To ask at this point, ‘Where do people get their ideas about religion, and especially Islam?’, is somewhat redundant. The typical content of media, and other popular criticism of religion, become areas for ethical evaluation in the later chapters, first Christianity, mostly (55 pages), and then Islam (95 pages). It should probably not surprise us that the section on Islam is significantly longer.
The question Christian readers will be asking is, ‘Does he give Christianity a fair hearing?’ Holroyd himself remarks that unfairness towards Christianity is a key complaint that Christians make of the treatment of their religion in the media. He offers four historical contexts for ethical evaluation of religion (p. 49, 50) — Nazi Germany and the Holocaust, the American civil rights movement, liberation theology and the Israel-Palestinian conflict. Unsurprisingly, he highlights anti-semitism as ‘a basic thread throughout much of the Churches’ histories’, even though ‘many Christians are not particularly aware of the vast history of anti-Semitism within their faith’ (p. 51). His conclusion is that religion is on both sides of this moral problem, and series of atrocities, both causing it and challenging it, it is a multifaceted picture. He reaches the same conclusion on both civil rights and liberation theology. The Israel-Palestinian conflict is a particular blend of religion and politics, though religion creates a special kind of intransigence.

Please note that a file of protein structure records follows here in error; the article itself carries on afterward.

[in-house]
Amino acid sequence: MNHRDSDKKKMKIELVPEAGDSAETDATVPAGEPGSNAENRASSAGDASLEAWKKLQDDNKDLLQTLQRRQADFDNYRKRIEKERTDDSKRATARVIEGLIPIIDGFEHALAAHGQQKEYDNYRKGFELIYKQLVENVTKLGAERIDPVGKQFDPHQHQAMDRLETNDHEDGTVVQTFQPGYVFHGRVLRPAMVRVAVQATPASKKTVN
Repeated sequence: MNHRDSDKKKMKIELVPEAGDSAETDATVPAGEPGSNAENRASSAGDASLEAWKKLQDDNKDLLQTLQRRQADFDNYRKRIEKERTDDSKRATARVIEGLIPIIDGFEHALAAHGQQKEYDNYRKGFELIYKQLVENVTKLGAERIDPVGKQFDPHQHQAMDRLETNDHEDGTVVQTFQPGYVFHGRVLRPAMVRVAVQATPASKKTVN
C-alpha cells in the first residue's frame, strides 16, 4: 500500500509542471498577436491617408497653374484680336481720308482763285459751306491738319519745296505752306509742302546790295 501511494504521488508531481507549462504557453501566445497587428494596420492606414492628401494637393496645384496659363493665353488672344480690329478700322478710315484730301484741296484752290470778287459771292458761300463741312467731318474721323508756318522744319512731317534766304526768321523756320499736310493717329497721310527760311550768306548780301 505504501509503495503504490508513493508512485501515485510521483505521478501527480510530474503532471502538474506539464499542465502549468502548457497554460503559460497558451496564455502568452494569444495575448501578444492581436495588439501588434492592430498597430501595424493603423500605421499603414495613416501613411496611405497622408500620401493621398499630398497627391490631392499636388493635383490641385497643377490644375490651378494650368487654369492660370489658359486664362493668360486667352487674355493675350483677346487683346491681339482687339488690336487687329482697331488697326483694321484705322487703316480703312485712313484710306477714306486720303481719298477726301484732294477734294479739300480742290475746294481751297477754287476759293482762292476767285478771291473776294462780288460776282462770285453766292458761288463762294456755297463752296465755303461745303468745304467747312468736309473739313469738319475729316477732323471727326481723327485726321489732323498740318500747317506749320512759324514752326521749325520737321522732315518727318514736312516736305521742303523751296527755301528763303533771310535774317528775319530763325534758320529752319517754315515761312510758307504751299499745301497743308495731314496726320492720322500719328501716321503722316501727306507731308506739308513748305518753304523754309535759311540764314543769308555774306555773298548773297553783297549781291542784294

Having looked at history he moves on to ‘Elements of Religious Life’ (chapter 4), examining initially questions of mental health (does religion help?) before moving on to the four themes of prayer (does it work?), Buddhist meditation, mission and charity work to determine whether religion delivers benefits. The ethical outcome in relation to the mental health question is contested. However, he makes a positive assessment of prayer, though noting, as I would, that petitionary prayer seems morally dubious (p. 93). Similarly meditation is regarded positively, though his discussion gives him the opportunity to state, ‘in order to gain self-understanding, religion(s) should always actively seek sociological and psychological critique, rather than defend itself against this’ (p. 98). Mission does not fare so well and he criticises the failings of missionary behaviour and rightly, in my view, highlights the shortcomings of the Alpha course. Finally, as a matter of fact, he highlights the very philanthropic nature of religious charity work and donations, saying that the world would be poorer without it, while observing that the religious individuals who are so committed to charitable giving might be equally charitable were they not religious. His overall positive conclusion to the chapter nevertheless points out that too often neither atheists nor the religious have a full picture of both the good and bad aspects of religion.